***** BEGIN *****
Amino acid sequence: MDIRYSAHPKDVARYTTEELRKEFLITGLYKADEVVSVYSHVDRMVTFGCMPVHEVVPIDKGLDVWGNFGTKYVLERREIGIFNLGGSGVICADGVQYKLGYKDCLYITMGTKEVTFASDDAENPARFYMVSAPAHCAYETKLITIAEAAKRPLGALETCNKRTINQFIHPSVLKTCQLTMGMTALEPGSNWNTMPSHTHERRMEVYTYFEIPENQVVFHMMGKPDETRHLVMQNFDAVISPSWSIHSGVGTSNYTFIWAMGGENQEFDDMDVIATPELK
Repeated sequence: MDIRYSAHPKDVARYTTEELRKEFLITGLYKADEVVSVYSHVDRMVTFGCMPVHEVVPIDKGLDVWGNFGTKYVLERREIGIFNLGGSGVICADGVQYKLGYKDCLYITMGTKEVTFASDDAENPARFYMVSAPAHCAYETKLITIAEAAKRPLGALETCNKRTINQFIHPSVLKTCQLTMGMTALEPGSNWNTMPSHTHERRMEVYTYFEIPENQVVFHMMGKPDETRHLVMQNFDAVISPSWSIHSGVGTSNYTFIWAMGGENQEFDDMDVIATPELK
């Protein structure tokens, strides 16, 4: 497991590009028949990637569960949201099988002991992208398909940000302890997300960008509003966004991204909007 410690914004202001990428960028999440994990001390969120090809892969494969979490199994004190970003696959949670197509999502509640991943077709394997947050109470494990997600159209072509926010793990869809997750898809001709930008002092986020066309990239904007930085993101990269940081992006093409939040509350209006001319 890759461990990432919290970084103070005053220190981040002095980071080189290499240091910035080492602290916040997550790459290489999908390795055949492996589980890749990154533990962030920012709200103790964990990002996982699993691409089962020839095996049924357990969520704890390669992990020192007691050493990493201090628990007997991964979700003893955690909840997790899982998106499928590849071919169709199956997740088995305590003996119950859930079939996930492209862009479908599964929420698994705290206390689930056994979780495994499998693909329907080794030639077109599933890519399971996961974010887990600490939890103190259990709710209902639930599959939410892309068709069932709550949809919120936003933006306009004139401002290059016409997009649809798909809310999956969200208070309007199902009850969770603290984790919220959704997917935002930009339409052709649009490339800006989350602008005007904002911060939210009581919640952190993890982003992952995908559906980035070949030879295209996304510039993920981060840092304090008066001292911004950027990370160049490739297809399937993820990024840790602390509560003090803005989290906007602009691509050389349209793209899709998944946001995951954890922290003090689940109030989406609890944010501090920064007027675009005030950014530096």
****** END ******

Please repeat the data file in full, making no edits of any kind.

Amino acid sequence: MDIRYSAHPKDVARYTTEELRKEFLITGLYKADEVVSVYSHVDRMVTFGCMPVHEVVPIDKGLDVWGNFGTKYVLERREIGIFNLGGSGVICADGVQYKLGYKDCLYITMGTKEVTFASDDAENPARFYMVSAPAHCAYETKLITIAEAAKRPLGALETCNKRTINQFIHPSVLKTCQLTMGMTALEPGSNWNTMPSHTHERRMEVYTYFEIPENQVVFHMMGKPDETRHLVMQNFDAVISPSWSIHSGVGTSNYTFIWAMGGENQEFDDMDVIATPELK
Repeated sequence: MDIRYSAHPKDVARYTTEELRKEFLITGLYKADEVVSVYSHVDRMVTFGCMPVHEVVPIDKGLDVWGNFGTKYVLERREIGIFNLGGSGVICADGVQYKLGYKDCLYITMGTKEVTFASDDAENPARFYMVSAPAHCAYETKLITIAEAAKRPLGALETCNKRTINQFIHPSVLKTCQLTMGMTALEPGSNWNTMPSHTHERRMEVYTYFEIPENQVVFHMMGKPDETRHLVMQNFDAVISPSWSIHSGVGTSNYTFIWAMGGENQEFDDMDVIATPELK
């Protein structure tokens, strides 16, 4: 497991590009028949990637569960949201099988002991992208398909940000302890997300960008509003966004991204909007 410690914004202001990428960028999440994990001390969120090809892969494969979490199994004190970003696959949670197509999502509640991943077709394997947050109470494990997600159209072509926010793990869809997750898809001709930008002092986020066309990239904007930085993101990269940081992006093409939040509350209006001319 890759461990990432919290970084103070005053220190981040002095980071080189290499240091910035080492602290916040997550790459290489999908390795055949492996589980890749990154533990962030920012709200103790964990990002996982699993691409089962020839095996049924357990969520704890390669992990020192007691050493990493201090628990007997991964979700003893955690909840997790899982998106499928590849071919169709199956997740088995305590003996119950859930079939996930492209862009479908599964929420698994705290206390689930056994979780495994499998693909329907080794030639077109599933890519399971996961974010887990600490939890103190259990709710209902639930599959939410892309068709069932709550949809919120936003933006306009004139401002290059016409997009649809798909809310999956969200208070309007199902009850969770603290984790919220959704997917935002930009339409052709649009490339800006989350602008005007904002911060939210009581919640952190993890982003992952995908559906980035070949030879295209996304510039993920981060840092304090008066001292911004950027990370160049490739297809399937993820990024840790602390509560003090803005989290906007602009691509050389349209793209899709998944946001995951954890922290003090689940109030989406609890944010501090920064007027675009005030950014530096």